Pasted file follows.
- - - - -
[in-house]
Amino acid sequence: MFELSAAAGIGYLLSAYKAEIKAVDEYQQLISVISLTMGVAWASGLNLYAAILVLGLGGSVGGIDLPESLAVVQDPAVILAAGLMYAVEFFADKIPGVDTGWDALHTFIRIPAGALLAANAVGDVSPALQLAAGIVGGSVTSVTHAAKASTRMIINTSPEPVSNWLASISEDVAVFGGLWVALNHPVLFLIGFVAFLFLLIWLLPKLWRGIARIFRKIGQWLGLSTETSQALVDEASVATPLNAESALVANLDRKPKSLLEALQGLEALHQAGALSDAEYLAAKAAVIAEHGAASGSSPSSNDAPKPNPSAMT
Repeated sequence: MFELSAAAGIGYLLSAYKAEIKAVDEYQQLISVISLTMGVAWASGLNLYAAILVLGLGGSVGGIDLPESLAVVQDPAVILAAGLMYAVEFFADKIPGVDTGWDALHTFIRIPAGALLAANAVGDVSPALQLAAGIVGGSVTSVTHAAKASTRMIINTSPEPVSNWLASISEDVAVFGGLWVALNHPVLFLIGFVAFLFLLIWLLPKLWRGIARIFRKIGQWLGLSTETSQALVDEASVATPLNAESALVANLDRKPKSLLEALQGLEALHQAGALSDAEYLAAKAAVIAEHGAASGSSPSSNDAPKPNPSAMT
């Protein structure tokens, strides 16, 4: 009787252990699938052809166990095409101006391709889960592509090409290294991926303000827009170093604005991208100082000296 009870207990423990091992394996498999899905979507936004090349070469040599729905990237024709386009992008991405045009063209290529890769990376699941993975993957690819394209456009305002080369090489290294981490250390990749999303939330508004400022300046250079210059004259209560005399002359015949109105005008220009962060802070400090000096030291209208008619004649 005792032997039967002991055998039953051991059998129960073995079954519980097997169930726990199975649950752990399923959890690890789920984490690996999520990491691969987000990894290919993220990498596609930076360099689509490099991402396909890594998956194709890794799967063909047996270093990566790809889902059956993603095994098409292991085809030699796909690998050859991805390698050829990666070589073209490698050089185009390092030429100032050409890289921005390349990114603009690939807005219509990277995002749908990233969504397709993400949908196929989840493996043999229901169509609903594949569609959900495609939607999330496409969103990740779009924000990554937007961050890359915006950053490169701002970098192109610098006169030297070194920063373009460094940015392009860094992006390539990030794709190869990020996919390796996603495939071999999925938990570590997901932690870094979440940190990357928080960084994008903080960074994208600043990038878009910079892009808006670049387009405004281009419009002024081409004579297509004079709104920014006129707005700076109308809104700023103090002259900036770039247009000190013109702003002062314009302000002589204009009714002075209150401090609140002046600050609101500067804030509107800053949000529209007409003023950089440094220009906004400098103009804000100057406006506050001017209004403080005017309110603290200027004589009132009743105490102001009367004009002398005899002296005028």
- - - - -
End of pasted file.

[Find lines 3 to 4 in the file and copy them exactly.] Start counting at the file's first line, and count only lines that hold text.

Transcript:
Repeated sequence: MFELSAAAGIGYLLSAYKAEIKAVDEYQQLISVISLTMGVAWASGLNLYAAILVLGLGGSVGGIDLPESLAVVQDPAVILAAGLMYAVEFFADKIPGVDTGWDALHTFIRIPAGALLAANAVGDVSPALQLAAGIVGGSVTSVTHAAKASTRMIINTSPEPVSNWLASISEDVAVFGGLWVALNHPVLFLIGFVAFLFLLIWLLPKLWRGIARIFRKIGQWLGLSTETSQALVDEASVATPLNAESALVANLDRKPKSLLEALQGLEALHQAGALSDAEYLAAKAAVIAEHGAASGSSPSSNDAPKPNPSAMT
């Protein structure tokens, strides 16, 4: 009787252990699938052809166990095409101006391709889960592509090409290294991926303000827009170093604005991208100082000296 009870207990423990091992394996498999899905979507936004090349070469040599729905990237024709386009992008991405045009063209290529890769990376699941993975993957690819394209456009305002080369090489290294981490250390990749999303939330508004400022300046250079210059004259209560005399002359015949109105005008220009962060802070400090000096030291209208008619004649 005792032997039967002991055998039953051991059998129960073995079954519980097997169930726990199975649950752990399923959890690890789920984490690996999520990491691969987000990894290919993220990498596609930076360099689509490099991402396909890594998956194709890794799967063909047996270093990566790809889902059956993603095994098409292991085809030699796909690998050859991805390698050829990666070589073209490698050089185009390092030429100032050409890289921005390349990114603009690939807005219509990277995002749908990233969504397709993400949908196929989840493996043999229901169509609903594949569609959900495609939607999330496409969103990740779009924000990554937007961050890359915006950053490169701002970098192109610098006169030297070194920063373009460094940015392009860094992006390539990030794709190869990020996919390796996603495939071999999925938990570590997901932690870094979440940190990357928080960084994008903080960074994208600043990038878009910079892009808006670049387009405004281009419009002024081409004579297509004079709104920014006129707005700076109308809104700023103090002259900036770039247009000190013109702003002062314009302000002589204009009714002075209150401090609140002046600050609101500067804030509107800053949000529209007409003023950089440094220009906004400098103009804000100057406006506050001017209004403080005017309110603290200027004589009132009743105490102001009367004009002398005899002296005028």